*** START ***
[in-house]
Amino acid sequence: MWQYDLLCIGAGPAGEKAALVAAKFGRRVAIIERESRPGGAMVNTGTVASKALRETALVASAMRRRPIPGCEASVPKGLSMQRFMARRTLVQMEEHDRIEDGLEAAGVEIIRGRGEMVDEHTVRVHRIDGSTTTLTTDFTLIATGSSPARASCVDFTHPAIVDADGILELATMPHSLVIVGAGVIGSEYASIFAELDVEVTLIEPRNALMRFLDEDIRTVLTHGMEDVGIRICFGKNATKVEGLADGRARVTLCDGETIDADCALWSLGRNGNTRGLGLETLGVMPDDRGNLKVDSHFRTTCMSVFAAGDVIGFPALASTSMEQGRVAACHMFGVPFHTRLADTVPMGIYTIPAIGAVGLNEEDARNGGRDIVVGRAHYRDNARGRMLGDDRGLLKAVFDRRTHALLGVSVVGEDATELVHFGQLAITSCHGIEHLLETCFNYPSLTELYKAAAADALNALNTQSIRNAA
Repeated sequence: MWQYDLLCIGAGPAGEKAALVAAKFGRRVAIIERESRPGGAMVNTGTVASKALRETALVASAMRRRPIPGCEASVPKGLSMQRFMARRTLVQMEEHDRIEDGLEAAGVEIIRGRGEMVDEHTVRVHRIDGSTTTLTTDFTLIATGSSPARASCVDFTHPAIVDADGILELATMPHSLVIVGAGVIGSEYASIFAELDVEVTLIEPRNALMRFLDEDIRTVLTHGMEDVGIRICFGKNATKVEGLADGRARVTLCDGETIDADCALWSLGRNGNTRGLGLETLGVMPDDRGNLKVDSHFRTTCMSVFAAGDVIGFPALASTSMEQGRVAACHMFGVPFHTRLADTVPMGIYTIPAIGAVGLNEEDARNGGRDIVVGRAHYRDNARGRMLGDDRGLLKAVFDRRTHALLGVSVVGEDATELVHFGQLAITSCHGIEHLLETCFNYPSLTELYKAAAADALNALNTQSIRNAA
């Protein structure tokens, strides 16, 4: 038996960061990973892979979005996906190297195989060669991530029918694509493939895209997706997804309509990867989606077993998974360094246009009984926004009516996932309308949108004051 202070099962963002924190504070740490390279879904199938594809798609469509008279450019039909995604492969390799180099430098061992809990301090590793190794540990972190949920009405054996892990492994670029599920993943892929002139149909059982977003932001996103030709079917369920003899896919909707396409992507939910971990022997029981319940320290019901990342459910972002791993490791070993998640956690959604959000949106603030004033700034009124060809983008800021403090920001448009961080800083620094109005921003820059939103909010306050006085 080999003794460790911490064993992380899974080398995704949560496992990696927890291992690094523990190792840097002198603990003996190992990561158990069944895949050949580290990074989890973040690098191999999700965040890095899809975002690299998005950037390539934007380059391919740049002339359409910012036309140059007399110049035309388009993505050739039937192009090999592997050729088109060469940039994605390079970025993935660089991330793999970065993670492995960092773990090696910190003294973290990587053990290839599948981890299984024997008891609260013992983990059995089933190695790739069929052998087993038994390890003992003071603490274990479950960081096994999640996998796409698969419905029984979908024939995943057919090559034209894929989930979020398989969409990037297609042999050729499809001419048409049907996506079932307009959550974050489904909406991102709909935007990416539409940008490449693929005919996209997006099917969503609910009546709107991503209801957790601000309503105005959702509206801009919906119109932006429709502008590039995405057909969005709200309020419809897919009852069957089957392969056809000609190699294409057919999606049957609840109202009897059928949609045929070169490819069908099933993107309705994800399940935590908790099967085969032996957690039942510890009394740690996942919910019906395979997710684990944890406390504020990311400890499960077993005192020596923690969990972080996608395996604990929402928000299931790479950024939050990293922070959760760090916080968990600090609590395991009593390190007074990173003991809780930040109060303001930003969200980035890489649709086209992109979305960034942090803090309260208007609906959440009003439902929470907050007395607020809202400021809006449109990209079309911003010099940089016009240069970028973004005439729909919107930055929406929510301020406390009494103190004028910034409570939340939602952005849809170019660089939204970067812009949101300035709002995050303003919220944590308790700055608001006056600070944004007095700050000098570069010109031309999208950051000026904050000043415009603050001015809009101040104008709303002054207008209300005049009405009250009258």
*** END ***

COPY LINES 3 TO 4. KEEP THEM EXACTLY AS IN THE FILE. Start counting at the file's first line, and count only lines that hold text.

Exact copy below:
Repeated sequence: MWQYDLLCIGAGPAGEKAALVAAKFGRRVAIIERESRPGGAMVNTGTVASKALRETALVASAMRRRPIPGCEASVPKGLSMQRFMARRTLVQMEEHDRIEDGLEAAGVEIIRGRGEMVDEHTVRVHRIDGSTTTLTTDFTLIATGSSPARASCVDFTHPAIVDADGILELATMPHSLVIVGAGVIGSEYASIFAELDVEVTLIEPRNALMRFLDEDIRTVLTHGMEDVGIRICFGKNATKVEGLADGRARVTLCDGETIDADCALWSLGRNGNTRGLGLETLGVMPDDRGNLKVDSHFRTTCMSVFAAGDVIGFPALASTSMEQGRVAACHMFGVPFHTRLADTVPMGIYTIPAIGAVGLNEEDARNGGRDIVVGRAHYRDNARGRMLGDDRGLLKAVFDRRTHALLGVSVVGEDATELVHFGQLAITSCHGIEHLLETCFNYPSLTELYKAAAADALNALNTQSIRNAA
């Protein structure tokens, strides 16, 4: 038996960061990973892979979005996906190297195989060669991530029918694509493939895209997706997804309509990867989606077993998974360094246009009984926004009516996932309308949108004051 202070099962963002924190504070740490390279879904199938594809798609469509008279450019039909995604492969390799180099430098061992809990301090590793190794540990972190949920009405054996892990492994670029599920993943892929002139149909059982977003932001996103030709079917369920003899896919909707396409992507939910971990022997029981319940320290019901990342459910972002791993490791070993998640956690959604959000949106603030004033700034009124060809983008800021403090920001448009961080800083620094109005921003820059939103909010306050006085 080999003794460790911490064993992380899974080398995704949560496992990696927890291992690094523990190792840097002198603990003996190992990561158990069944895949050949580290990074989890973040690098191999999700965040890095899809975002690299998005950037390539934007380059391919740049002339359409910012036309140059007399110049035309388009993505050739039937192009090999592997050729088109060469940039994605390079970025993935660089991330793999970065993670492995960092773990090696910190003294973290990587053990290839599948981890299984024997008891609260013992983990059995089933190695790739069929052998087993038994390890003992003071603490274990479950960081096994999640996998796409698969419905029984979908024939995943057919090559034209894929989930979020398989969409990037297609042999050729499809001419048409049907996506079932307009959550974050489904909406991102709909935007990416539409940008490449693929005919996209997006099917969503609910009546709107991503209801957790601000309503105005959702509206801009919906119109932006429709502008590039995405057909969005709200309020419809897919009852069957089957392969056809000609190699294409057919999606049957609840109202009897059928949609045929070169490819069908099933993107309705994800399940935590908790099967085969032996957690039942510890009394740690996942919910019906395979997710684990944890406390504020990311400890499960077993005192020596923690969990972080996608395996604990929402928000299931790479950024939050990293922070959760760090916080968990600090609590395991009593390190007074990173003991809780930040109060303001930003969200980035890489649709086209992109979305960034942090803090309260208007609906959440009003439902929470907050007395607020809202400021809006449109990209079309911003010099940089016009240069970028973004005439729909919107930055929406929510301020406390009494103190004028910034409570939340939602952005849809170019660089939204970067812009949101300035709002995050303003919220944590308790700055608001006056600070944004007095700050000098570069010109031309999208950051000026904050000043415009603050001015809009101040104008709303002054207008209300005049009405009250009258």